I should also add that even though Ghost is running in DOS, it still recognises NTFS partitions without a problem, backs 'em up and restores 'em as well - at least Ghost 2003 does but don't know about later versions. Be aware though that you will need to be comfortable with using the command line although that is simple enough as they're only basic DOS commands.

Hope this helps.

Tracey
My System SpecsSystem Spec
06 Jan 2010   #28

Micros Off Windup
 
 

Thanks for the reply Tracy...

Sorry if my post wasn't clear - I'm familiar with Ghost 2003 running from a boot disk as I have been using it myself. It's actually the last version of Ghost that works in this way (outside the installed OS), which is my main reason for wanting to stick with it.

My question was whether they've changed anything in the way Windows 7 formats NTFS that Ghost wouldn't be compatible with (I'm also wondering whether Windows 7 will suffer limitations if I install on a pre-formatted legacy NTFS partition). Don't worry if you don't know such things, but you can probably still help by confirming your own experience...

Quote   Quote: Originally Posted by traceyw View Post
Hi ma5k

and this has proved to be of value as recently as yesterday when I lost everything.
...so was this with a Windows 7 partition (& you've presumably had no probs)?

also, did you create an NTFS partition to install Windows 7 onto, or let Windows 7 format the partition itself during the install?

Hope I've clarified things & thanks again for your help :-)

~M
My System SpecsSystem Spec
08 Jan 2010   #29

Windows 7 Home Premium 32-bit
 
 

Hi ma5k

Sorry if I misunderstood your question.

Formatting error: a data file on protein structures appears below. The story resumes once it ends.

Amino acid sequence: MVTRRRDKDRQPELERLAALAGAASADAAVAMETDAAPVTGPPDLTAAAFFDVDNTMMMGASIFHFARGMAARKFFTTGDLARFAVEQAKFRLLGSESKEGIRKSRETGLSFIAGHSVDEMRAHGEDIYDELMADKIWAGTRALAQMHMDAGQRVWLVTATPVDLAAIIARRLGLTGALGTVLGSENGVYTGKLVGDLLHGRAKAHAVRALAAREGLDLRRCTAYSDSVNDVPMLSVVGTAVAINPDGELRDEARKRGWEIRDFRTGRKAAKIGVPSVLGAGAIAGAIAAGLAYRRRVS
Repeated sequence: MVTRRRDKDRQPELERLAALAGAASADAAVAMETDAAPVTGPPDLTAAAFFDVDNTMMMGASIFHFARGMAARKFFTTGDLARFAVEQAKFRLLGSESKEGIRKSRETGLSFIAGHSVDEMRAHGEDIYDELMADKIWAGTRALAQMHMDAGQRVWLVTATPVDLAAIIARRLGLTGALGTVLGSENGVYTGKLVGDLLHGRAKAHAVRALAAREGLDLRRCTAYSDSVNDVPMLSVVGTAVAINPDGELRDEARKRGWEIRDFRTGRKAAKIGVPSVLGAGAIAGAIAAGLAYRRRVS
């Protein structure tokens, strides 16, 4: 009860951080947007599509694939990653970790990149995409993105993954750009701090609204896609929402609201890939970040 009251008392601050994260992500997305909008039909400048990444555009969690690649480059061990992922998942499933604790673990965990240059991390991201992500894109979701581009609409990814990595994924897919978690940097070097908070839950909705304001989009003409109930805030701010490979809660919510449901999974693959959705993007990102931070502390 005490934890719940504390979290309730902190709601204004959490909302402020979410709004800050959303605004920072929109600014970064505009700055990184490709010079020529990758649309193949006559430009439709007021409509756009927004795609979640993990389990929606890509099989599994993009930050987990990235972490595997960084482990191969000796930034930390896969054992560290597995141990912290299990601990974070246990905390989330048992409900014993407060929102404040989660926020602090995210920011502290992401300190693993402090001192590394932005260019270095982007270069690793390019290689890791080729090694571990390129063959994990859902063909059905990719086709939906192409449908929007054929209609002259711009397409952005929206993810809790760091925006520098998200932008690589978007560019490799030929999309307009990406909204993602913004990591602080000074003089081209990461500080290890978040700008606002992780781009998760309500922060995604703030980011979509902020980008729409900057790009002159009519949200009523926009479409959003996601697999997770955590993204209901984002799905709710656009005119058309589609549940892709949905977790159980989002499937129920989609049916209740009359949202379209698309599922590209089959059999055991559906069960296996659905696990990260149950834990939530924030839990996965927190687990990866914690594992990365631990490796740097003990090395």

To be honest I never really thought about the deeper things in using Ghost. I already had a pre-prepared CD before moving to a dual-boot system with Windows 7 and I just tried it. It didn't surpise me when it worked perfectly.

As far the formatting of an NTFS partition is concerned it would appear that Windows 7 just creates/formats a standard NTFS partition - nothing different about it as far as I am aware. Certainly Ghost does not reject it. If you have any doubts about it I would suggest you try Ghost anyway and if it doesn't work, it doesn't work and you've got to find a work-around. From my experience though I doubt you'll have any problems.

My problem was caused simply by wiping out the original Windows 7 partition after copying the files to another partition. Problem was that I had not told the system where it could find the Windows 7 partition so I finished up unable to load anything. It had nothing to do with Ghost at all since it has performed faultlessly in anything I've asked it to do - and I'll continue to use it in the way I have for the last five/six years or so.